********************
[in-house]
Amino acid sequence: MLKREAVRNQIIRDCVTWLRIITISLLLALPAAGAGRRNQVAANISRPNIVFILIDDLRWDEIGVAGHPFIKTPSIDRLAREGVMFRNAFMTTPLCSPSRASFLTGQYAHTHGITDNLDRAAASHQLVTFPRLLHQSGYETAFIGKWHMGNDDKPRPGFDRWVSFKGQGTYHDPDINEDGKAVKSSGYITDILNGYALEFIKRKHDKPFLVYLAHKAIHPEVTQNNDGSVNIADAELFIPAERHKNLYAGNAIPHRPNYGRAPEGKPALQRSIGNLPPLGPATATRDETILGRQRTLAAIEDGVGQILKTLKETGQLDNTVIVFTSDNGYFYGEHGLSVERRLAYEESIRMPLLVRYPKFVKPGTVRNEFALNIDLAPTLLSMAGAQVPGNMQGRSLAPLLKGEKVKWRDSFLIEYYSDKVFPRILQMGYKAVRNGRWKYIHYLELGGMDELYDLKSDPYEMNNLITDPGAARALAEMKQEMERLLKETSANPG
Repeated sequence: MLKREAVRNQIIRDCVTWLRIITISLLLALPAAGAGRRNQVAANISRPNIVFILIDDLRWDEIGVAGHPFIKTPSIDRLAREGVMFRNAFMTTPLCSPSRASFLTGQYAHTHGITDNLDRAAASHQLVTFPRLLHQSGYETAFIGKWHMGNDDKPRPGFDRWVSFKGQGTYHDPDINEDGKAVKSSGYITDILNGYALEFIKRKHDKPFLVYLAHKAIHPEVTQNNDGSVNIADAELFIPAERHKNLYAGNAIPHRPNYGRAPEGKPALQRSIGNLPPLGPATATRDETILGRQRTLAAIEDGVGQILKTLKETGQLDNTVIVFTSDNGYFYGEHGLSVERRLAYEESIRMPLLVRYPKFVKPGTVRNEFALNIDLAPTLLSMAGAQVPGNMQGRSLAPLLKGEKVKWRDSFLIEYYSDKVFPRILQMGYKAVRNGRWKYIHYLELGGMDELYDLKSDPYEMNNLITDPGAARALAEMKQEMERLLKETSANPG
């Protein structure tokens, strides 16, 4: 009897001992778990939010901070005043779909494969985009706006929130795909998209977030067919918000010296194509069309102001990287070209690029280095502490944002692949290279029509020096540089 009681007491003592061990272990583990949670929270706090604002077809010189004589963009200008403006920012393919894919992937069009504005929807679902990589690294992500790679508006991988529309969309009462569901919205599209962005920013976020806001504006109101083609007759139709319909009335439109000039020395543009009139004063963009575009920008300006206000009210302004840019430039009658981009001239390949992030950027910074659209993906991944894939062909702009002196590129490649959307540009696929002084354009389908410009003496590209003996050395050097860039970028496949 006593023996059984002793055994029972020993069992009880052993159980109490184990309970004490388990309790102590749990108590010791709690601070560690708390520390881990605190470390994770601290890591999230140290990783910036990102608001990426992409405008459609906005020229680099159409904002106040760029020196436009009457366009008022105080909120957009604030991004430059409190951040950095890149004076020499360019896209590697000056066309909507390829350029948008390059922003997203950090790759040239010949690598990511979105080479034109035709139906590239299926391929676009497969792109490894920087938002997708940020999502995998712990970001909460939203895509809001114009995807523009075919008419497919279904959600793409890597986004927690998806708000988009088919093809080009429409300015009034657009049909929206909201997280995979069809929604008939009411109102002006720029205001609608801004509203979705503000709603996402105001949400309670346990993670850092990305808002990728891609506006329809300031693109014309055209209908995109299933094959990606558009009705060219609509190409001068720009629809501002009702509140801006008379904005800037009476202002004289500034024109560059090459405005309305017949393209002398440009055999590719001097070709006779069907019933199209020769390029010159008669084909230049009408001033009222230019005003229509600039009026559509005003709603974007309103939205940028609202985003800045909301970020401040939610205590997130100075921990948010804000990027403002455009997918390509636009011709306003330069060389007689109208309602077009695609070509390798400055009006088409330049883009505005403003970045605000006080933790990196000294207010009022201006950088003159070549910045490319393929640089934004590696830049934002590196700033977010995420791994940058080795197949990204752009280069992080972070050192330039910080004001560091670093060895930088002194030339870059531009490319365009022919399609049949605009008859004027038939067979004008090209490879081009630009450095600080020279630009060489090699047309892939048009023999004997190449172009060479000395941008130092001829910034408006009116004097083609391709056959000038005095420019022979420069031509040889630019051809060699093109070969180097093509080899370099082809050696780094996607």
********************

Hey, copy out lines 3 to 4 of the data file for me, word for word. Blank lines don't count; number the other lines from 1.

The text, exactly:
Repeated sequence: MLKREAVRNQIIRDCVTWLRIITISLLLALPAAGAGRRNQVAANISRPNIVFILIDDLRWDEIGVAGHPFIKTPSIDRLAREGVMFRNAFMTTPLCSPSRASFLTGQYAHTHGITDNLDRAAASHQLVTFPRLLHQSGYETAFIGKWHMGNDDKPRPGFDRWVSFKGQGTYHDPDINEDGKAVKSSGYITDILNGYALEFIKRKHDKPFLVYLAHKAIHPEVTQNNDGSVNIADAELFIPAERHKNLYAGNAIPHRPNYGRAPEGKPALQRSIGNLPPLGPATATRDETILGRQRTLAAIEDGVGQILKTLKETGQLDNTVIVFTSDNGYFYGEHGLSVERRLAYEESIRMPLLVRYPKFVKPGTVRNEFALNIDLAPTLLSMAGAQVPGNMQGRSLAPLLKGEKVKWRDSFLIEYYSDKVFPRILQMGYKAVRNGRWKYIHYLELGGMDELYDLKSDPYEMNNLITDPGAARALAEMKQEMERLLKETSANPG
């Protein structure tokens, strides 16, 4: 009897001992778990939010901070005043779909494969985009706006929130795909998209977030067919918000010296194509069309102001990287070209690029280095502490944002692949290279029509020096540089 009681007491003592061990272990583990949670929270706090604002077809010189004589963009200008403006920012393919894919992937069009504005929807679902990589690294992500790679508006991988529309969309009462569901919205599209962005920013976020806001504006109101083609007759139709319909009335439109000039020395543009009139004063963009575009920008300006206000009210302004840019430039009658981009001239390949992030950027910074659209993906991944894939062909702009002196590129490649959307540009696929002084354009389908410009003496590209003996050395050097860039970028496949 006593023996059984002793055994029972020993069992009880052993159980109490184990309970004490388990309790102590749990108590010791709690601070560690708390520390881990605190470390994770601290890591999230140290990783910036990102608001990426992409405008459609906005020229680099159409904002106040760029020196436009009457366009008022105080909120957009604030991004430059409190951040950095890149004076020499360019896209590697000056066309909507390829350029948008390059922003997203950090790759040239010949690598990511979105080479034109035709139906590239299926391929676009497969792109490894920087938002997708940020999502995998712990970001909460939203895509809001114009995807523009075919008419497919279904959600793409890597986004927690998806708000988009088919093809080009429409300015009034657009049909929206909201997280995979069809929604008939009411109102002006720029205001609608801004509203979705503000709603996402105001949400309670346990993670850092990305808002990728891609506006329809300031693109014309055209209908995109299933094959990606558009009705060219609509190409001068720009629809501002009702509140801006008379904005800037009476202002004289500034024109560059090459405005309305017949393209002398440009055999590719001097070709006779069907019933199209020769390029010159008669084909230049009408001033009222230019005003229509600039009026559509005003709603974007309103939205940028609202985003800045909301970020401040939610205590997130100075921990948010804000990027403002455009997918390509636009011709306003330069060389007689109208309602077009695609070509390798400055009006088409330049883009505005403003970045605000006080933790990196000294207010009022201006950088003159070549910045490319393929640089934004590696830049934002590196700033977010995420791994940058080795197949990204752009280069992080972070050192330039910080004001560091670093060895930088002194030339870059531009490319365009022919399609049949605009008859004027038939067979004008090209490879081009630009450095600080020279630009060489090699047309892939048009023999004997190449172009060479000395941008130092001829910034408006009116004097083609391709056959000038005095420019022979420069031509040889630019051809060699093109070969180097093509080899370099082809050696780094996607």